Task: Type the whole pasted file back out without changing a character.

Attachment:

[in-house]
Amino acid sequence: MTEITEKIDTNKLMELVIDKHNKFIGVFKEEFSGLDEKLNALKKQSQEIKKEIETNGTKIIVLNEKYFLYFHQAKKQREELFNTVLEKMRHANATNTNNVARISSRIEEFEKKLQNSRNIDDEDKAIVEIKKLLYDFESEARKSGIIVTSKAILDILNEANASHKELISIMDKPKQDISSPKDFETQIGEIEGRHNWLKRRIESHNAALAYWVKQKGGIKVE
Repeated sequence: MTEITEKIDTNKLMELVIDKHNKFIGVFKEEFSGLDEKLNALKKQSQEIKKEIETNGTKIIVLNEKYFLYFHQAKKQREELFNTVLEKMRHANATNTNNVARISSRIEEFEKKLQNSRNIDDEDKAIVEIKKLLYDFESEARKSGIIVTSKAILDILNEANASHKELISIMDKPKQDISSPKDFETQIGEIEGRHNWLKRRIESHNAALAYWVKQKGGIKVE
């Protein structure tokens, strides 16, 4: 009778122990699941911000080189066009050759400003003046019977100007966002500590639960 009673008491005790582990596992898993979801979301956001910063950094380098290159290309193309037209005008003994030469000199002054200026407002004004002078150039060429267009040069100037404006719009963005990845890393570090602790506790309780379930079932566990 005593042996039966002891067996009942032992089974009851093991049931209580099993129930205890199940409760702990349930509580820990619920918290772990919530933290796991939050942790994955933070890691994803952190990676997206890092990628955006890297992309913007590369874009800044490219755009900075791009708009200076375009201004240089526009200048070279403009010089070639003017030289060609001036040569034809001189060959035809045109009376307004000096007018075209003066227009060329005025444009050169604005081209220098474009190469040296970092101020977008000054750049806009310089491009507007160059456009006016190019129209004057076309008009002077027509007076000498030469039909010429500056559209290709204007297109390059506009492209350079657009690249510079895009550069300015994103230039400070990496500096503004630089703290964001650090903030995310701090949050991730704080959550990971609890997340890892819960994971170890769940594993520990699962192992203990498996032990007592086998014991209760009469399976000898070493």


[in-house]
Amino acid sequence: MTEITEKIDTNKLMELVIDKHNKFIGVFKEEFSGLDEKLNALKKQSQEIKKEIETNGTKIIVLNEKYFLYFHQAKKQREELFNTVLEKMRHANATNTNNVARISSRIEEFEKKLQNSRNIDDEDKAIVEIKKLLYDFESEARKSGIIVTSKAILDILNEANASHKELISIMDKPKQDISSPKDFETQIGEIEGRHNWLKRRIESHNAALAYWVKQKGGIKVE
Repeated sequence: MTEITEKIDTNKLMELVIDKHNKFIGVFKEEFSGLDEKLNALKKQSQEIKKEIETNGTKIIVLNEKYFLYFHQAKKQREELFNTVLEKMRHANATNTNNVARISSRIEEFEKKLQNSRNIDDEDKAIVEIKKLLYDFESEARKSGIIVTSKAILDILNEANASHKELISIMDKPKQDISSPKDFETQIGEIEGRHNWLKRRIESHNAALAYWVKQKGGIKVE
């Protein structure tokens, strides 16, 4: 009778122990699941911000080189066009050759400003003046019977100007966002500590639960 009673008491005790582990596992898993979801979301956001910063950094380098290159290309193309037209005008003994030469000199002054200026407002004004002078150039060429267009040069100037404006719009963005990845890393570090602790506790309780379930079932566990 005593042996039966002891067996009942032992089974009851093991049931209580099993129930205890199940409760702990349930509580820990619920918290772990919530933290796991939050942790994955933070890691994803952190990676997206890092990628955006890297992309913007590369874009800044490219755009900075791009708009200076375009201004240089526009200048070279403009010089070639003017030289060609001036040569034809001189060959035809045109009376307004000096007018075209003066227009060329005025444009050169604005081209220098474009190469040296970092101020977008000054750049806009310089491009507007160059456009006016190019129209004057076309008009002077027509007076000498030469039909010429500056559209290709204007297109390059506009492209350079657009690249510079895009550069300015994103230039400070990496500096503004630089703290964001650090903030995310701090949050991730704080959550990971609890997340890892819960994971170890769940594993520990699962192992203990498996032990007592086998014991209760009469399976000898070493």